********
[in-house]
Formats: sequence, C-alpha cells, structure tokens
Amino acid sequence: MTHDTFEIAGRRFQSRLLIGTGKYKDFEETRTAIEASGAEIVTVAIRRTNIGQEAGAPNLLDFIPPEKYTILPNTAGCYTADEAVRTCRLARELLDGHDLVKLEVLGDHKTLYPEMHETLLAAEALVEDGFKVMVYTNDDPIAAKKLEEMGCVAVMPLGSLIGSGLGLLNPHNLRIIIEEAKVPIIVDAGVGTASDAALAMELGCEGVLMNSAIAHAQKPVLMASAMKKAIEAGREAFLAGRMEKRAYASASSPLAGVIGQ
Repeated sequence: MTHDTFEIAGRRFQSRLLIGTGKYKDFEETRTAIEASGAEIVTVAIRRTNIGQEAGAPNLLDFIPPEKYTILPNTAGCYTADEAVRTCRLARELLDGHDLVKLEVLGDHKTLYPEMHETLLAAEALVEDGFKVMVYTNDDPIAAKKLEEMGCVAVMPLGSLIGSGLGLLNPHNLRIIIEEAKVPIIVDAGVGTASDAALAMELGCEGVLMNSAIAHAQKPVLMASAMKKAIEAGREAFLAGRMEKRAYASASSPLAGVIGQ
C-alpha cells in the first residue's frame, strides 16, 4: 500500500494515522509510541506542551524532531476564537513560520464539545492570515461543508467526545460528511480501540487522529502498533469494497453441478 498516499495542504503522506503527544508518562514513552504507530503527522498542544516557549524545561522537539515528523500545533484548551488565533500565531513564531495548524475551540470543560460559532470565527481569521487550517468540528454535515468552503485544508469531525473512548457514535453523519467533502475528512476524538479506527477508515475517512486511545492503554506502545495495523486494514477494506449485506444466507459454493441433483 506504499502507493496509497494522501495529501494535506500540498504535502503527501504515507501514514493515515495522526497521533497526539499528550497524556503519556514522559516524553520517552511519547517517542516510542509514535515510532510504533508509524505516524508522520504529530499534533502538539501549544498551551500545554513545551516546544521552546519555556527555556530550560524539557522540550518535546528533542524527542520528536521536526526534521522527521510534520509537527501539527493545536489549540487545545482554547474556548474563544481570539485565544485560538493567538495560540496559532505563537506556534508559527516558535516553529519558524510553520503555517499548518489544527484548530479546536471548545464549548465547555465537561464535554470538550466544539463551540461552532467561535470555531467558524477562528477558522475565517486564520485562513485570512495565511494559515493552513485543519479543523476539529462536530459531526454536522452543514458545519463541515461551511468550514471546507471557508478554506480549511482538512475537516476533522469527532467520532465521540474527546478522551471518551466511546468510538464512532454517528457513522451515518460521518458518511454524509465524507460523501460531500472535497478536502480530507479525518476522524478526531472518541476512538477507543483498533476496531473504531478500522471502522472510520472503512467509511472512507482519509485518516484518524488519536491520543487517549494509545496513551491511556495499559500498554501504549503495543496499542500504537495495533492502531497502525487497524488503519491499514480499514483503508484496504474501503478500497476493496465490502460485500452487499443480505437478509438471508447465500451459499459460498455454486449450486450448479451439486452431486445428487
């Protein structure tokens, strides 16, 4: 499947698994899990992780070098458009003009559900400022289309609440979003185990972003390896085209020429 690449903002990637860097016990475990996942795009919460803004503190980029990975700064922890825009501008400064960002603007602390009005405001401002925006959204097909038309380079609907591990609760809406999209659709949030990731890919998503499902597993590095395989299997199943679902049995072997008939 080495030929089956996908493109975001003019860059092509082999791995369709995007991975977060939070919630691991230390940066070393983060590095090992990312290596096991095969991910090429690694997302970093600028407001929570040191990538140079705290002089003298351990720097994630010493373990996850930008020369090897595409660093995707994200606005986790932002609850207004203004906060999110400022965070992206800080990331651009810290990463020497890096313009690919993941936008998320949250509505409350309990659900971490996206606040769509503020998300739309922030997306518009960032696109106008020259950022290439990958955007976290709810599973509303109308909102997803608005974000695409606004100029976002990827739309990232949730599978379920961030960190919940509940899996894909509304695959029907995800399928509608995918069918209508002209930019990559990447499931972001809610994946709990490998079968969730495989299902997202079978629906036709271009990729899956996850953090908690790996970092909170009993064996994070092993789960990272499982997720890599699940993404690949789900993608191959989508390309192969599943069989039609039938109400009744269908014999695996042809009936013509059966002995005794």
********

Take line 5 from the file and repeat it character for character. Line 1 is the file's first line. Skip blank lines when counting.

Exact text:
C-alpha cells in the first residue's frame, strides 16, 4: 500500500494515522509510541506542551524532531476564537513560520464539545492570515461543508467526545460528511480501540487522529502498533469494497453441478 498516499495542504503522506503527544508518562514513552504507530503527522498542544516557549524545561522537539515528523500545533484548551488565533500565531513564531495548524475551540470543560460559532470565527481569521487550517468540528454535515468552503485544508469531525473512548457514535453523519467533502475528512476524538479506527477508515475517512486511545492503554506502545495495523486494514477494506449485506444466507459454493441433483 506504499502507493496509497494522501495529501494535506500540498504535502503527501504515507501514514493515515495522526497521533497526539499528550497524556503519556514522559516524553520517552511519547517517542516510542509514535515510532510504533508509524505516524508522520504529530499534533502538539501549544498551551500545554513545551516546544521552546519555556527555556530550560524539557522540550518535546528533542524527542520528536521536526526534521522527521510534520509537527501539527493545536489549540487545545482554547474556548474563544481570539485565544485560538493567538495560540496559532505563537506556534508559527516558535516553529519558524510553520503555517499548518489544527484548530479546536471548545464549548465547555465537561464535554470538550466544539463551540461552532467561535470555531467558524477562528477558522475565517486564520485562513485570512495565511494559515493552513485543519479543523476539529462536530459531526454536522452543514458545519463541515461551511468550514471546507471557508478554506480549511482538512475537516476533522469527532467520532465521540474527546478522551471518551466511546468510538464512532454517528457513522451515518460521518458518511454524509465524507460523501460531500472535497478536502480530507479525518476522524478526531472518541476512538477507543483498533476496531473504531478500522471502522472510520472503512467509511472512507482519509485518516484518524488519536491520543487517549494509545496513551491511556495499559500498554501504549503495543496499542500504537495495533492502531497502525487497524488503519491499514480499514483503508484496504474501503478500497476493496465490502460485500452487499443480505437478509438471508447465500451459499459460498455454486449450486450448479451439486452431486445428487